________________________________________________ = Total bortezomib for injection volume (mL) to be administered

2.5 mg/mL

Stickers that indicate the route of administration are provided with each bortezomib for injection vial. These stickers should be placed directly on the syringe of bortezomib for injection once bortezomib for injection is prepared to help alert practitioners of the correct route of administration for bortezomib for injection.
Parenteral drug products should be inspected visually for particulate matter and discoloration prior to administration whenever solution and container permit. If any discoloration or particulate matter is observed, the reconstituted product should not be used.
Unopened vials of bortezomib for injection are stable until the date indicated on the package when stored in the original package protected from light.
Bortezomib for injection contains no antimicrobial preservative. Administer reconstituted bortezomib for injection within eight hours of preparation. When reconstituted as directed, bortezomib for injection may be stored at 25ºC (77ºF). The reconstituted material may be stored in the original vial and/or the syringe prior to administration. The product may be stored for up to eight hours in a syringe; however, total storage time for the reconstituted material must not exceed eight hours when exposed to normal indoor lighting.


For injection: Each single-dose vial of bortezomib for injection contains 3.5 mg of bortezomib as a sterile white to off white lyophilized cake or powder for reconstitution and withdrawal of the appropriate individual patient dose [ see Dosage and Administration (2.10)].


Bortezomib is contraindicated in patients with hypersensitivity (not including local reactions) to bortezomib, boron, or mannitol. Reactions have included anaphylactic reactions [see Adverse Reactions (6.1) ].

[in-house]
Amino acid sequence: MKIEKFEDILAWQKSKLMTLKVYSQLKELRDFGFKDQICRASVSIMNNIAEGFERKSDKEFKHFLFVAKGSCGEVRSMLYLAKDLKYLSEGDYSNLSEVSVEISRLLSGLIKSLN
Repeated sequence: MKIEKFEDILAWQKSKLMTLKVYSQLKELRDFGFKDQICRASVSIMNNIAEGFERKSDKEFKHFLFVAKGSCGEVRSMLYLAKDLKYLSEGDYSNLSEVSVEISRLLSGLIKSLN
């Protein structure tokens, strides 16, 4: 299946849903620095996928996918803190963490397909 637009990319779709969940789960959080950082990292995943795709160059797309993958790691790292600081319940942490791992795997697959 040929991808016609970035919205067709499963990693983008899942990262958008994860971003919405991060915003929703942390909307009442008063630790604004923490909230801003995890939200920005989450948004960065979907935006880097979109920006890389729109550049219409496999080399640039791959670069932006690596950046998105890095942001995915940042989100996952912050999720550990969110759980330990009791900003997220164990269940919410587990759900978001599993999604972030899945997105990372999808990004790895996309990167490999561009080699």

Bortezomib is contraindicated for intrathecal administration. Fatal events have occurred with intrathecal administration of bortezomib.


5.1 Peripheral Neuropathy

Bortezomib treatment causes a peripheral neuropathy that is predominantly sensory; however, cases of severe sensory and motor peripheral neuropathy have been reported. Patients with pre-existing symptoms (numbness, pain or a burning feeling in the feet or hands) and/or signs of peripheral neuropathy may experience worsening peripheral neuropathy (including ≥Grade 3) during treatment with bortezomib. Patients should be monitored for symptoms of neuropathy, such as a burning sensation, hyperesthesia, hypoesthesia, paresthesia, discomfort, neuropathic pain or weakness. In the Phase 3 relapsed multiple myeloma trial comparing bortezomib subcutaneous vs intravenous, the incidence of Grade ≥2 peripheral neuropathy was 24% for subcutaneous and 39% for intravenous. Grade ≥3 peripheral neuropathy occurred in 6% of patients in the subcutaneous treatment group, compared with 15% in the intravenous treatment group [see Adverse Reactions (6.1)]. Starting bortezomib subcutaneously may be considered for patients with pre-existing or at high risk of peripheral neuropathy.

Patients experiencing new or worsening peripheral neuropathy during bortezomib therapy may require a decrease in the dose and/or a less dose-intense schedule [see Dosage and Administration (2.7)]. In the bortezomib vs dexamethasone Phase 3 relapsed multiple myeloma study, improvement in or resolution of peripheral neuropathy was reported in 48% of patients with ≥Grade 2 peripheral neuropathy following dose adjustment or interruption. Improvement in or resolution of peripheral neuropathy was reported in 73% of patients who discontinued due to Grade 2 neuropathy or who had ≥Grade 3 peripheral neuropathy in the Phase 2 multiple myeloma studies. The long-term outcome of peripheral neuropathy has not been studied in mantle cell lymphoma.